Windows’ primary interface is graphical, meaning that you point and click to interact with it. The problem is that repeated clicking can become very cumbersome, especially for repetitive tasks. Luckily, Windows has an extensive array of keyboard accelerators (sometimes called keyboard shortcuts or hotkeys ) that provide a simple keyboard alternative to almost every feature normally accessible with the mouse. Some of these keyboard accelerators (such as F1 for help, Ctrl-C to copy, and Ctrl-V topaste) date back more than twenty years and are nearly universal, while others are specific to Windows XP or a given application.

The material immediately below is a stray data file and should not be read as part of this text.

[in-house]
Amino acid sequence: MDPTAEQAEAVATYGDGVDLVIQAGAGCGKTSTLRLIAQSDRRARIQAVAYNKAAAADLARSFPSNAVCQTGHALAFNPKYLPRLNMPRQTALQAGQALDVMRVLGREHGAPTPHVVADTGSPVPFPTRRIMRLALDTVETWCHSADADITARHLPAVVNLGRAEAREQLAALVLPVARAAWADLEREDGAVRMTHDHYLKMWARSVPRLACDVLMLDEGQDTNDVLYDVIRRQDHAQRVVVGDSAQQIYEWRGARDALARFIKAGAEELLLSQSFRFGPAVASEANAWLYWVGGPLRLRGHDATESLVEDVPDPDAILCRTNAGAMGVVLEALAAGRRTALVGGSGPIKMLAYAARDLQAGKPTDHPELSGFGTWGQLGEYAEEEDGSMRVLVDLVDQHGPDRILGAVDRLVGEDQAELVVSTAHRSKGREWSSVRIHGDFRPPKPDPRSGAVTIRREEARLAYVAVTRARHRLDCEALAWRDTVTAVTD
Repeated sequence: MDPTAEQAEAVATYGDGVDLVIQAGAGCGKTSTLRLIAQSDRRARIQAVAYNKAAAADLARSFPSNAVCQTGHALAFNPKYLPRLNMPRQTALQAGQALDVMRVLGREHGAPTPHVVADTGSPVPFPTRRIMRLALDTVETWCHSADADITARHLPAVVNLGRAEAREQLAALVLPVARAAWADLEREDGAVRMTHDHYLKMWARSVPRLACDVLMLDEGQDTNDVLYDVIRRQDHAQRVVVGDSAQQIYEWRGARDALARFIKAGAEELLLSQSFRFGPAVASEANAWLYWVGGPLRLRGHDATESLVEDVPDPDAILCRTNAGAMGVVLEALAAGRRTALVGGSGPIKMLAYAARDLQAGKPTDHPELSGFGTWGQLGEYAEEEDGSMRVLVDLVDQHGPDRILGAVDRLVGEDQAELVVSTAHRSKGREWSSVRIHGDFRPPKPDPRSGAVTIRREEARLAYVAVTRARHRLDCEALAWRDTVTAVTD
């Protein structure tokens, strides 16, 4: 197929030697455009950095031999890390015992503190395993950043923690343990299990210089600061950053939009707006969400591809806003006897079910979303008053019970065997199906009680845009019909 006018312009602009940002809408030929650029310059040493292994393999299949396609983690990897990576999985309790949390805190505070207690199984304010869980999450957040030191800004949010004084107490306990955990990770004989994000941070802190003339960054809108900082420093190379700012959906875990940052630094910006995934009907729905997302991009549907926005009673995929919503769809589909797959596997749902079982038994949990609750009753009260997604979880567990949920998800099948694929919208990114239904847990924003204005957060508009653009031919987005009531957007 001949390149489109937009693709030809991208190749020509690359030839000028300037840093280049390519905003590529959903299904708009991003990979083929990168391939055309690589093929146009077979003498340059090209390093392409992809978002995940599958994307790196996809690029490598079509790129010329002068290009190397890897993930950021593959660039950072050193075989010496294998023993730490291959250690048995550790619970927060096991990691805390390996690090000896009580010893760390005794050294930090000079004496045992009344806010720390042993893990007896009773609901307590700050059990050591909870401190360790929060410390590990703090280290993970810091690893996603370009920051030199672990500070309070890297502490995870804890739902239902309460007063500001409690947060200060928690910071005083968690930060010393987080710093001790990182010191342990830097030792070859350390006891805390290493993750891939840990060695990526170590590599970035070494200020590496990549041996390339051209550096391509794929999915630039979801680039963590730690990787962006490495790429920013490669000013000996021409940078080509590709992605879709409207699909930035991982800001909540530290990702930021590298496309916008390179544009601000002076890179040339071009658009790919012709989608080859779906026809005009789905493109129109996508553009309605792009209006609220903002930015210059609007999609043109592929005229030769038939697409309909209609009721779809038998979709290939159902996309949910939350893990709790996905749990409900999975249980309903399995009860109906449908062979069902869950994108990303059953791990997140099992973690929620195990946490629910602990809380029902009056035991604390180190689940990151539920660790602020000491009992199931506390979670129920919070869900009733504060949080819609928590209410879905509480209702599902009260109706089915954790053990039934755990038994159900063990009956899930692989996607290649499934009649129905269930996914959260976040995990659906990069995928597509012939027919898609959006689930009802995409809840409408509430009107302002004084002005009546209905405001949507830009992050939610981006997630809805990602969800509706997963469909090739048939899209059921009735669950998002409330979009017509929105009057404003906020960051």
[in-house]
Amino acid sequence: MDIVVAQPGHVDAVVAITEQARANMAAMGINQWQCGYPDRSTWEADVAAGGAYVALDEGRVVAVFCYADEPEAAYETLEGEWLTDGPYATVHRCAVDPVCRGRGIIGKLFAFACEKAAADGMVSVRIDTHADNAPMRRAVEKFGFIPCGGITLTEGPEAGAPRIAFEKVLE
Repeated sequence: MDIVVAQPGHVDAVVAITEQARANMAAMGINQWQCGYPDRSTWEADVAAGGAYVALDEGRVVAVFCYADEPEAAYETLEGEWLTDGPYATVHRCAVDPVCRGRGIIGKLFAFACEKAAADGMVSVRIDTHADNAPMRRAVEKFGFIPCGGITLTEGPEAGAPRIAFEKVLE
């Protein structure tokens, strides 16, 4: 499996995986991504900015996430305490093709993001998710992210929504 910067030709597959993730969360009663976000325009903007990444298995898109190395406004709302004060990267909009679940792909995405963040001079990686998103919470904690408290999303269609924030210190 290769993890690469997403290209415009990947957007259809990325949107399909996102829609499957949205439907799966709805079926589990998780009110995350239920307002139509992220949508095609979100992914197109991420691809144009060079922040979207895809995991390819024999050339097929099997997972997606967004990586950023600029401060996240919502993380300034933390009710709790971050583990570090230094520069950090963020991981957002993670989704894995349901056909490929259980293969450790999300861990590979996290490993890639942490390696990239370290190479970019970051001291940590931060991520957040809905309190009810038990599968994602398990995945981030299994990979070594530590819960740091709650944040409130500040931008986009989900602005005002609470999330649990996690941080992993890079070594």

Appendix C gives a complete list of keyboard accelerators. Some of the most important ones are described below:
In any window that has a menu, press the Alt key or the F10 key to activate the menu bar, and use the cursor (arrow) keys to move around. Press Enter to activate the currently selected item or Esc to cancel.
You can also activate specific menus with the keyboard. When you press Alt or F10, each menu item will have a single character that is underlined (such the V in View); when you see this character, it means you can press Alt-V (for example) to go directly to that menu. Once that menu has opened, you can activate any specific item pressing the corresponding key (such as D for Details) — you don’t even need to press Alt this time. The abbreviated notation for this is Alt-V+D (which means press Alt and V together, ...